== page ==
Entrepreneurship Week boosts SMEs

As Rwanda concluded seven days of the “Global Entrepreneurship Week”, it is expected that more businesses will be established because of the confidence induced within entrepreneurs. “It has laid a strong foundation for private sector development which is going to lead the growth of this economy,” said Emmanuel Hategeka, the Permanent Secretary in the Ministry of Trade and Industry.  The zeal for entrepreneurship is expected to create more jobs and boost the country’s exports. Currently, Rwanda’s enterprises stand at 119,158 from 72,000 registered SME’s in 2008
Farmers sort coffee beans to get quality beans for export. A new UN report shows increased trade volumes in Least Developed Countries. The New Times / File
Farmers sort coffee beans to get quality beans for export. A new UN report shows increased trade volumes in Least Developed Countries. The New Times / File

As Rwanda concluded seven days of the “Global Entrepreneurship Week”, it is expected that more businesses will be established because of the confidence induced within entrepreneurs.

“It has laid a strong foundation for private sector development which is going to lead the growth of this economy,” said Emmanuel Hategeka, the Permanent Secretary in the Ministry of Trade and Industry.  The zeal for entrepreneurship is expected to create more jobs and boost the country’s exports. Currently, Rwanda’s enterprises stand at 119,158 from 72,000 registered SME’s in 2008

“The story is not too bad; an increase of 65 per cent of registered enterprises in three years is a positive sign to achieve the EDPRS (Economic Development and Poverty Reduction Strategy) target to create 1.4m jobs non-agricultural jobs,” Hategeka said.

Hategeka observed that the week, which ended on November 20, was a success being the first time Rwanda has participated with high turn up and interactive discussions.

During the Global Entrepreneurship Week, 26 activities were conducted across the country involving 2,000 individuals and 22 partners.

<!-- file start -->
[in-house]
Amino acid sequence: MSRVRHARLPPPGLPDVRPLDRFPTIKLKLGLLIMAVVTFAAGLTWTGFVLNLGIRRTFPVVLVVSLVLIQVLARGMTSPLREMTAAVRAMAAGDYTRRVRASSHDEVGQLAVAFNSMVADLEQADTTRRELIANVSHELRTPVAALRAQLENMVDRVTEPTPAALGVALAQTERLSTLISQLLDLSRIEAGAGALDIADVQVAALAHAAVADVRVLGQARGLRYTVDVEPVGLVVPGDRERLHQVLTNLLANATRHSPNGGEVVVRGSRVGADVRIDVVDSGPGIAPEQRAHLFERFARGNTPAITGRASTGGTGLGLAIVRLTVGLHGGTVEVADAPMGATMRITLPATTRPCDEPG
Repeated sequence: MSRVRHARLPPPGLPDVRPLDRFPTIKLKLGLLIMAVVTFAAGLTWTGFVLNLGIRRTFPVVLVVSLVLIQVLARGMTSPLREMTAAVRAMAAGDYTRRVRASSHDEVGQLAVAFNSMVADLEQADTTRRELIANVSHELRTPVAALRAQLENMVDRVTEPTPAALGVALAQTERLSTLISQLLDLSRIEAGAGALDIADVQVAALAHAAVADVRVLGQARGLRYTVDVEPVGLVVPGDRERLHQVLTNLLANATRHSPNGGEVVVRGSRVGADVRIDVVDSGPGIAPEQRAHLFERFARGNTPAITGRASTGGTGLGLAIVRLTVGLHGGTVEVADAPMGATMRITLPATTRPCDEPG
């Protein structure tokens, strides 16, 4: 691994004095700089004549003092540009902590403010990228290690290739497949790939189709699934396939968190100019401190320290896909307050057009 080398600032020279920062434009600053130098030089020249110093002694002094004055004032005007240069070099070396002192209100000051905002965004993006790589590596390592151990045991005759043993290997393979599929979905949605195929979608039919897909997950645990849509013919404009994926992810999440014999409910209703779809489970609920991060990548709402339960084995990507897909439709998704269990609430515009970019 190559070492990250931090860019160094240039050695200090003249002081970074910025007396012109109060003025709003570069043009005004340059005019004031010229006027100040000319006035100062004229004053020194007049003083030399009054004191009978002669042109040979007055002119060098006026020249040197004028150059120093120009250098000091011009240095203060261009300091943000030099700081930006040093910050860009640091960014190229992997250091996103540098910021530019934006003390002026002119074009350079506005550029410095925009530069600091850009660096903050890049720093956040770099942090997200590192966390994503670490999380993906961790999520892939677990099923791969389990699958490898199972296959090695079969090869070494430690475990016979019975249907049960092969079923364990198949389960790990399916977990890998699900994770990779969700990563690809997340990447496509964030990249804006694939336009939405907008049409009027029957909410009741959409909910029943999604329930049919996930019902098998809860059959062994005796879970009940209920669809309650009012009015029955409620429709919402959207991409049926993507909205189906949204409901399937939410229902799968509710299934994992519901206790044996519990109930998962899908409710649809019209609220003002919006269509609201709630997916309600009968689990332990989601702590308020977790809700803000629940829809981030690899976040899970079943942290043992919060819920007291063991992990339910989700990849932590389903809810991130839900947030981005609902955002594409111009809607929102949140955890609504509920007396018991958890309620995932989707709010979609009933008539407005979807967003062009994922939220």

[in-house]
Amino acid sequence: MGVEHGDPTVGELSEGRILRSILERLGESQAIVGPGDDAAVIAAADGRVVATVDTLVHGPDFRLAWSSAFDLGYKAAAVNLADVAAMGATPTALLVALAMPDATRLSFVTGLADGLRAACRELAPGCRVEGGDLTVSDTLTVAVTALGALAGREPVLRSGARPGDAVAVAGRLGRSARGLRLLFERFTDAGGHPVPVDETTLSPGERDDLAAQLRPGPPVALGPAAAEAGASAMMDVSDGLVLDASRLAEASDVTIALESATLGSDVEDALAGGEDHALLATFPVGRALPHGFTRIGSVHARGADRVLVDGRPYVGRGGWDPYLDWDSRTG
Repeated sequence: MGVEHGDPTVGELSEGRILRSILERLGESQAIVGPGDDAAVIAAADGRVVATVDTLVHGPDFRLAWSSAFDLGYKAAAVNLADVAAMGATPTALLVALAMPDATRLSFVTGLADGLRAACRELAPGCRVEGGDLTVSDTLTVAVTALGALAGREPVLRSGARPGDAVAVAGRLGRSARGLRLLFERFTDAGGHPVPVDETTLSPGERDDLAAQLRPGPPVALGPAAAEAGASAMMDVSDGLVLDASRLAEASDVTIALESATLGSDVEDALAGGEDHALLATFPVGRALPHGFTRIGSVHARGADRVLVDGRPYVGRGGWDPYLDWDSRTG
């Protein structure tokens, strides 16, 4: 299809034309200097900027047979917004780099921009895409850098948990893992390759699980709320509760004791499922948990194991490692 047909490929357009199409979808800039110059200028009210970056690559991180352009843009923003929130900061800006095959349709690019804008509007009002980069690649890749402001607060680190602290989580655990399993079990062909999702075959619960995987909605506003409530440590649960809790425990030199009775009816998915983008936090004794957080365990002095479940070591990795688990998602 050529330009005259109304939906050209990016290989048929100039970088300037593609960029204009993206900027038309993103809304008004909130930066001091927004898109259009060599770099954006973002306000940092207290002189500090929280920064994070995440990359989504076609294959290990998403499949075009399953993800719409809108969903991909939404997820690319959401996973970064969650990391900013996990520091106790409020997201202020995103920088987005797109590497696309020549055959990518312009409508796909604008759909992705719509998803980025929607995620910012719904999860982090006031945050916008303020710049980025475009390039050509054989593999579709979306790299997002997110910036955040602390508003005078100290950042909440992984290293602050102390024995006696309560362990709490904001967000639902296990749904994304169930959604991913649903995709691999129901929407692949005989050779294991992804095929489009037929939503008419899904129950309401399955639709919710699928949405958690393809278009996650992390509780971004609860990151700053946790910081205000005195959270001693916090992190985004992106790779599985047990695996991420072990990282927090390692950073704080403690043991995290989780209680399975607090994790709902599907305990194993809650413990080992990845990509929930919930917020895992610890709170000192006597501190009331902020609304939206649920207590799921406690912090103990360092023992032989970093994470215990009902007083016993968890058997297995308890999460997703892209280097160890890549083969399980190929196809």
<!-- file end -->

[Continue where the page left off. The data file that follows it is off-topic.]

“The interaction with mentors built by confidence and raised my passion to be an entrepreneur and this is the time,” said Rosine Ndayishimiye, a young entrepreneur said at the event to mark the closure of the Global Entrepreneurship Week in Kigali.

Ndayishimiye, a senior five student at Lycee de Kigali, says she intends to encourage fellow students to get into entrepreneurship.

She established an entrepreneurship club at her school which is currently trades in avocadoes.

“The idea came after complaints from students of bad food and they needed an appetiser, we started with avocado but now sell a variety of fruits,” she said.

Christopher Smith, the Country Director of the Babison-Rwanda Entrepreneurship Centre (BREC) said that the week was expected to introduce the notion of entrepreneurial behaviour to as many young people who otherwise might not have considered it a career path.

 “We need to have a generation that will see the market place as a positive force to solve the world’s problems,” he said.

The initiative started in 2008 to create networks, mentor and coach young people to unleash their potential and create change in the world through entrepreneurship.


 The Chairman of Private Sector Federation, Faustin Mbundu, said that it comes at an ideal time when Rwanda looks into innovative private enterprise to drive the county’s economic growth.

 “At this time, we must support the next generation of business leaders and provide them with the inspiration, mentorship, and other resources they need to turn their ideas into reality,” he said.

 The event was organised by Private Sector Federation in collaboration with Babison-Rwanda Entrepreneurship Centre, an affiliate of Babison College of the United States.

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